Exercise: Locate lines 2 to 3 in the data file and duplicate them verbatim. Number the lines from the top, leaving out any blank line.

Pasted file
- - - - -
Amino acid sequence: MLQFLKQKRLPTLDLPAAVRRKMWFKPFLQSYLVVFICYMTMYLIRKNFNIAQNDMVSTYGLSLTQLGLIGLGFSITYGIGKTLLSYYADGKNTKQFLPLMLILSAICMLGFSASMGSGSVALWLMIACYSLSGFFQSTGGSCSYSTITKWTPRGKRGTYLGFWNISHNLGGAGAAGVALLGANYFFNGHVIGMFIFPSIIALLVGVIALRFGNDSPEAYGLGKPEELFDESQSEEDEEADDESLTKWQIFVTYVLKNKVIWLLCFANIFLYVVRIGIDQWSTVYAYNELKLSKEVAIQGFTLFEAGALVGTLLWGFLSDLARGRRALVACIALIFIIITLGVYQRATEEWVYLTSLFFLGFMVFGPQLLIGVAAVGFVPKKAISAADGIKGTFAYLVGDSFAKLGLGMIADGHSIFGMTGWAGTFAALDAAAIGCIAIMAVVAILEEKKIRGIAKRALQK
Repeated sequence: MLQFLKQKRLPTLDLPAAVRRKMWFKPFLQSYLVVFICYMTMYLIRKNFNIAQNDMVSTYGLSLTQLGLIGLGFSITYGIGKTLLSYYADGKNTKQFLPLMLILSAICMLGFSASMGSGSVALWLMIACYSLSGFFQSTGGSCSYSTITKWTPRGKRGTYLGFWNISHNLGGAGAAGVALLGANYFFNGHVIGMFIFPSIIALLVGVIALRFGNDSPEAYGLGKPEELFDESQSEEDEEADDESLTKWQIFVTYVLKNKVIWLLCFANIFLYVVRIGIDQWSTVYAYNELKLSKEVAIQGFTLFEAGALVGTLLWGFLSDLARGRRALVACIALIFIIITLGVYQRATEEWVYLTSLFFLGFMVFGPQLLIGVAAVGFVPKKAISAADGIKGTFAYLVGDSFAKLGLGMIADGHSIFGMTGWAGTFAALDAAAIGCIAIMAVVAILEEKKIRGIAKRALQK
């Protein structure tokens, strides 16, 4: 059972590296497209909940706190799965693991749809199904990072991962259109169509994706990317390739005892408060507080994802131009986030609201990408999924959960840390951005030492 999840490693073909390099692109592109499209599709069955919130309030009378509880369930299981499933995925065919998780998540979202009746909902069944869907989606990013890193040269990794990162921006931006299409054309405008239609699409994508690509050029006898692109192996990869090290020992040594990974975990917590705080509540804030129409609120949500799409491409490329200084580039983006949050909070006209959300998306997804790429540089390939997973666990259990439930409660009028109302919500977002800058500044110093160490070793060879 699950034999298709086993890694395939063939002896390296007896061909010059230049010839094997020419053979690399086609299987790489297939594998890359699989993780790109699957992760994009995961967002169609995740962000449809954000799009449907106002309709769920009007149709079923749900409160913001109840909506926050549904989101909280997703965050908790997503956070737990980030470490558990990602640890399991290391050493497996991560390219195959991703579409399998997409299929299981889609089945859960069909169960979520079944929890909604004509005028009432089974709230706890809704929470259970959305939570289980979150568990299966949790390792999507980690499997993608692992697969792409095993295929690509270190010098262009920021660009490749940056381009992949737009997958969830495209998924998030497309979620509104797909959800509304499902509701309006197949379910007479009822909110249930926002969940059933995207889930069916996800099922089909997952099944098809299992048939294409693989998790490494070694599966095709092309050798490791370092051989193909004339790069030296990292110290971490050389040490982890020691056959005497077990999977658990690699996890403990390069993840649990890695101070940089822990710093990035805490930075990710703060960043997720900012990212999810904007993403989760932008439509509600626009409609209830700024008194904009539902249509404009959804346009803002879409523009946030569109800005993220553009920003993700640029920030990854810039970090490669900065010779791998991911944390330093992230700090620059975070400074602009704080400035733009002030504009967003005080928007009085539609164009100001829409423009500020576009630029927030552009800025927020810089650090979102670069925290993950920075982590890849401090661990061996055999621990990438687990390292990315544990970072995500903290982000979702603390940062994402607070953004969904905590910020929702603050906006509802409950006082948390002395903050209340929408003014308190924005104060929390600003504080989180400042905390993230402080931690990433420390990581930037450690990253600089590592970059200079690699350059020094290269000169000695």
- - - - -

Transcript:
Repeated sequence: MLQFLKQKRLPTLDLPAAVRRKMWFKPFLQSYLVVFICYMTMYLIRKNFNIAQNDMVSTYGLSLTQLGLIGLGFSITYGIGKTLLSYYADGKNTKQFLPLMLILSAICMLGFSASMGSGSVALWLMIACYSLSGFFQSTGGSCSYSTITKWTPRGKRGTYLGFWNISHNLGGAGAAGVALLGANYFFNGHVIGMFIFPSIIALLVGVIALRFGNDSPEAYGLGKPEELFDESQSEEDEEADDESLTKWQIFVTYVLKNKVIWLLCFANIFLYVVRIGIDQWSTVYAYNELKLSKEVAIQGFTLFEAGALVGTLLWGFLSDLARGRRALVACIALIFIIITLGVYQRATEEWVYLTSLFFLGFMVFGPQLLIGVAAVGFVPKKAISAADGIKGTFAYLVGDSFAKLGLGMIADGHSIFGMTGWAGTFAALDAAAIGCIAIMAVVAILEEKKIRGIAKRALQK
């Protein structure tokens, strides 16, 4: 059972590296497209909940706190799965693991749809199904990072991962259109169509994706990317390739005892408060507080994802131009986030609201990408999924959960840390951005030492 999840490693073909390099692109592109499209599709069955919130309030009378509880369930299981499933995925065919998780998540979202009746909902069944869907989606990013890193040269990794990162921006931006299409054309405008239609699409994508690509050029006898692109192996990869090290020992040594990974975990917590705080509540804030129409609120949500799409491409490329200084580039983006949050909070006209959300998306997804790429540089390939997973666990259990439930409660009028109302919500977002800058500044110093160490070793060879 699950034999298709086993890694395939063939002896390296007896061909010059230049010839094997020419053979690399086609299987790489297939594998890359699989993780790109699957992760994009995961967002169609995740962000449809954000799009449907106002309709769920009007149709079923749900409160913001109840909506926050549904989101909280997703965050908790997503956070737990980030470490558990990602640890399991290391050493497996991560390219195959991703579409399998997409299929299981889609089945859960069909169960979520079944929890909604004509005028009432089974709230706890809704929470259970959305939570289980979150568990299966949790390792999507980690499997993608692992697969792409095993295929690509270190010098262009920021660009490749940056381009992949737009997958969830495209998924998030497309979620509104797909959800509304499902509701309006197949379910007479009822909110249930926002969940059933995207889930069916996800099922089909997952099944098809299992048939294409693989998790490494070694599966095709092309050798490791370092051989193909004339790069030296990292110290971490050389040490982890020691056959005497077990999977658990690699996890403990390069993840649990890695101070940089822990710093990035805490930075990710703060960043997720900012990212999810904007993403989760932008439509509600626009409609209830700024008194904009539902249509404009959804346009803002879409523009946030569109800005993220553009920003993700640029920030990854810039970090490669900065010779791998991911944390330093992230700090620059975070400074602009704080400035733009002030504009967003005080928007009085539609164009100001829409423009500020576009630029927030552009800025927020810089650090979102670069925290993950920075982590890849401090661990061996055999621990990438687990390292990315544990970072995500903290982000979702603390940062994402607070953004969904905590910020929702603050906006509802409950006082948390002395903050209340929408003014308190924005104060929390600003504080989180400042905390993230402080931690990433420390990581930037450690990253600089590592970059200079690699350059020094290269000169000695």